Aside from signing a trade agreement with Ukraine, the European Union has continued to push for other Eastern European countries to enter its sphere of influence. Georgia and Moldova sided with the EU by signing association agreements Friday.

Ukraine signed its own political association agreement with the EU this year soon after Russia annexed the Crimea; however, Russia's other neighbors had yet to officially align themselves with the EU. According to the Wall Street Journal, the EU had planned to sign association agreements with Russian neighbors Azerbaijan, Armenia and Belarus; however, pressure from Moscow made all these countries drop out during negotiations in 2009.

Now the EU has strengthened economic and political ties with three countries formerly part of the USSR. All of the countries have had strained relations with Russia; however, unlike with Ukraine's recent struggle, Georgia's and Moldova's complex relationships with Russia have not been covered in the media recently. Russia occupies rebel provinces of both countries. In Georgia, Russian troops are present in South Ossetia and Abkhazia. Meanwhile, Russian troops occupy the separatists Moldovan region of Transnistria.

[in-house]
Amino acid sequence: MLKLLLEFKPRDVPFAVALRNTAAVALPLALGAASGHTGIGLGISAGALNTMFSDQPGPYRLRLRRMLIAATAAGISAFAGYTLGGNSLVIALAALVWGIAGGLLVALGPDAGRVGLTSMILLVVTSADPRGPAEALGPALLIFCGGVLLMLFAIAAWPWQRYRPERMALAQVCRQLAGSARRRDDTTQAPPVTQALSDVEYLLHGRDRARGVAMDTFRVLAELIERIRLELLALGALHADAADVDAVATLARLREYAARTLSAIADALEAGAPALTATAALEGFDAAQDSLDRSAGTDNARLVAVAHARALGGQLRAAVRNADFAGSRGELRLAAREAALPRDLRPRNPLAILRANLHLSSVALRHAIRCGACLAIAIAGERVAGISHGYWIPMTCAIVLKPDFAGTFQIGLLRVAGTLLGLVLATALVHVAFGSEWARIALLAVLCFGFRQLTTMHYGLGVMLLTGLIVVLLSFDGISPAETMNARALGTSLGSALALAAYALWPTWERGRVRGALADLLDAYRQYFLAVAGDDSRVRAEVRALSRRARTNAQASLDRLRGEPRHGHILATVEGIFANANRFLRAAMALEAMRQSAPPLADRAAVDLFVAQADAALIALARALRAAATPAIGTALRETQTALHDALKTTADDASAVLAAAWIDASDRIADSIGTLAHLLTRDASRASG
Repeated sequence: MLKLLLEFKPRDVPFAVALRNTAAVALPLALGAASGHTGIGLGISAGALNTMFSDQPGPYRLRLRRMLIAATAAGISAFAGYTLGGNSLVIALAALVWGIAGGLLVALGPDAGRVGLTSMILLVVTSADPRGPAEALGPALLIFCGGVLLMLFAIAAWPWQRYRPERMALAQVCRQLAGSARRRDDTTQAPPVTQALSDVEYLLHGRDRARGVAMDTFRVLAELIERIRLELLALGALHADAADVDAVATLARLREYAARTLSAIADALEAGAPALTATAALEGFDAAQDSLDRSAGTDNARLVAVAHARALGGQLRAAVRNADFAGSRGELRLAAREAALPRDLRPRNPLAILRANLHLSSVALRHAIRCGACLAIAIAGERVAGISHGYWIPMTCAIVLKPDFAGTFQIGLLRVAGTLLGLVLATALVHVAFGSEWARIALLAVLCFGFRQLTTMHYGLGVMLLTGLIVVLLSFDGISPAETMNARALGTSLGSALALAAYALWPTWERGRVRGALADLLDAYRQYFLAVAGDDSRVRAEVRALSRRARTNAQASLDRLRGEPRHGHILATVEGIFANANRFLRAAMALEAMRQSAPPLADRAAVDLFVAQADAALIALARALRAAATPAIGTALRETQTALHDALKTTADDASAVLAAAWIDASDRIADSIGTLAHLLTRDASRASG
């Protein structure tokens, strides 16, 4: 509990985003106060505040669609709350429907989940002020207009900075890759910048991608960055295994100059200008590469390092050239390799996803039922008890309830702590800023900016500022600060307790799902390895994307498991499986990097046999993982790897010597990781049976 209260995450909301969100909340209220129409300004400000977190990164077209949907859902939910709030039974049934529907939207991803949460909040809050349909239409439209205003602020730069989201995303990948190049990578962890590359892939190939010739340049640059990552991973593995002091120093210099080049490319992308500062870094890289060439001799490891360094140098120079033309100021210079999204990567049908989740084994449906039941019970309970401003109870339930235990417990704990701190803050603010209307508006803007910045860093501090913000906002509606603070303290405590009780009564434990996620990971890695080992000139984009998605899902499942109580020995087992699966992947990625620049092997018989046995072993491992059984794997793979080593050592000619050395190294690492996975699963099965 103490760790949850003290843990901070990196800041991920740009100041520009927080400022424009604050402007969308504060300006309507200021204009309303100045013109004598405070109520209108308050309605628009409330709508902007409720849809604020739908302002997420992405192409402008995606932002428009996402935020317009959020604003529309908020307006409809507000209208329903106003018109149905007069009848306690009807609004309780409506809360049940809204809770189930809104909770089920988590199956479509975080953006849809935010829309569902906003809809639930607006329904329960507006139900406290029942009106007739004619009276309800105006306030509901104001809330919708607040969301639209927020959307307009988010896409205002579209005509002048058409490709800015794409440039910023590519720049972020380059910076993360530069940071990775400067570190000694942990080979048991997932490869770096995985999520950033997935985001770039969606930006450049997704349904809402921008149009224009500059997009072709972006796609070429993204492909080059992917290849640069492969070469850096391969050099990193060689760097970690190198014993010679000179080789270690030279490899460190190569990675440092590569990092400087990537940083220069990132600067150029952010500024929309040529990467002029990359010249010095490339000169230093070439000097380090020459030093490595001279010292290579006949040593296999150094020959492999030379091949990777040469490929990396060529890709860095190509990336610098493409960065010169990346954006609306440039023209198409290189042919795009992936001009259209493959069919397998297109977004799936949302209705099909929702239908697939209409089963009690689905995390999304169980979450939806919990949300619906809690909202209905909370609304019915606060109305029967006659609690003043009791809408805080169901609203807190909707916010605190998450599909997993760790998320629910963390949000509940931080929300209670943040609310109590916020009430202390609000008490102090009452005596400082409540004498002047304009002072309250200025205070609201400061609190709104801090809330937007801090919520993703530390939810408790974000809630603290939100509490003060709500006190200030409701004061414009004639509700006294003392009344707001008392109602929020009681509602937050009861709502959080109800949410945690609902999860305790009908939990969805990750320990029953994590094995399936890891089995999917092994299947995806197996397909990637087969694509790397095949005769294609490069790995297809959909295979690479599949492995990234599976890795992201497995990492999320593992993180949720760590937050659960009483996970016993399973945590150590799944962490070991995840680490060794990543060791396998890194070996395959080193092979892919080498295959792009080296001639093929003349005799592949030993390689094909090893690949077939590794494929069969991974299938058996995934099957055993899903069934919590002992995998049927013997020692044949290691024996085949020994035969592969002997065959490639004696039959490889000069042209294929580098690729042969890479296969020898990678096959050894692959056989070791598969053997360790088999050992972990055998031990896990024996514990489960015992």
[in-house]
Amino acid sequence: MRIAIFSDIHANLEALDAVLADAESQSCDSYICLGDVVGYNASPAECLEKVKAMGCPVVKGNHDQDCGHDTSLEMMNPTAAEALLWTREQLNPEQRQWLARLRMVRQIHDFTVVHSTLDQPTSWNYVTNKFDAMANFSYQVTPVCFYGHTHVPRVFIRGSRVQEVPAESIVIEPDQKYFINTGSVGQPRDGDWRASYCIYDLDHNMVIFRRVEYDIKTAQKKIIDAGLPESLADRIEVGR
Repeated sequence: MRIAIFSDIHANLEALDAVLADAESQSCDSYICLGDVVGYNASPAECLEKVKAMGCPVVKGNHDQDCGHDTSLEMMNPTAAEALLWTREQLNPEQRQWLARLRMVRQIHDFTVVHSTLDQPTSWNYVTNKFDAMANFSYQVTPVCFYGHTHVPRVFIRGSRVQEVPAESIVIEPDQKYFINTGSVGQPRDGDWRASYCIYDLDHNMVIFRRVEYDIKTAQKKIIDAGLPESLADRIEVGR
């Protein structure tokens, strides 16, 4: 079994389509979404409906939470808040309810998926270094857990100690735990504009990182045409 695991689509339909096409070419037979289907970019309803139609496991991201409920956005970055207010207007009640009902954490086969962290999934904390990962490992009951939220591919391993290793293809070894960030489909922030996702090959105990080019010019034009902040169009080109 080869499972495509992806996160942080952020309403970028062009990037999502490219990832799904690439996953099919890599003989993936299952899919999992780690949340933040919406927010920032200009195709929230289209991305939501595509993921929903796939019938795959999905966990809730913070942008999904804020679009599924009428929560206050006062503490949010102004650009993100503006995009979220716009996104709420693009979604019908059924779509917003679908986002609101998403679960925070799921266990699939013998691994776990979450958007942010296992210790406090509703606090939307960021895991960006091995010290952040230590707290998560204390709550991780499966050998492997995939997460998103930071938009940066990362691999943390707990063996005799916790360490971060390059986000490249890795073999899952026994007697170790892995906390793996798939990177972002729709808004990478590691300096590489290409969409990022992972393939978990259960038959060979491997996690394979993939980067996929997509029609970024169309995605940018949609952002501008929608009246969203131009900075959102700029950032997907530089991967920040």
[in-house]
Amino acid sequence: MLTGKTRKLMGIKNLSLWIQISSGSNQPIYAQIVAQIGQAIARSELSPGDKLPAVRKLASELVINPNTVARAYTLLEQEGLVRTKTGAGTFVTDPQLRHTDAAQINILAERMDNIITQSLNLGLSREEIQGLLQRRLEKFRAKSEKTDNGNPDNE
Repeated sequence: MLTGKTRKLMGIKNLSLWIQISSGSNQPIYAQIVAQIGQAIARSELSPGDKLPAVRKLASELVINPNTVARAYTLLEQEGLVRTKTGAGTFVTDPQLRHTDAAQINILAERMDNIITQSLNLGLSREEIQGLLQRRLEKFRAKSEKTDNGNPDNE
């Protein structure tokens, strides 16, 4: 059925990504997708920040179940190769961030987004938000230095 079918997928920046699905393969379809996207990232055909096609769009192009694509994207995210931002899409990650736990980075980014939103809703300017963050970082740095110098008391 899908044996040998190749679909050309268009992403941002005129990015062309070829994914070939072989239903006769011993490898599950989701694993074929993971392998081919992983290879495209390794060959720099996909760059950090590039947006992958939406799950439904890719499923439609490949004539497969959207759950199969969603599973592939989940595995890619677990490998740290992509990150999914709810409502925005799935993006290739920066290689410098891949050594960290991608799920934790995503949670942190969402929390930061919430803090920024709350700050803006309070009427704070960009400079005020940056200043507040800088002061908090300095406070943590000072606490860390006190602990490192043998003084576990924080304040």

With the countries now formally aligned with the EU, they could face economic retaliation from Russia, which cited impurities in banning Moldovan wine in September, a serious blow to the country's heavily agricultural economy. The Journal reported that Russian Foreign Minister Sergei Lavrov has threatened to strip Ukraine's and Moldova's economic benefits with Russia as part of the Commonwealth of Independent States.

The agreements between the three nations and Brussels will lower trade barriers and promote democratic reforms. Signing these accords will ease future integration into the EU. But EU leaders assured Russia that the agreements will not harm Russia and that the four nations can continue with their own arrangements.

The leaders of both Georgia and Moldova praised the signing of the agreements. Georgian Prime Minister Irakli Garibashvili said Friday will be forever remembered as the "beginning of a great journey," according to Radio Free Europe. He also said the rebel regions will soon see the prosperity brought by closer ties with the EU.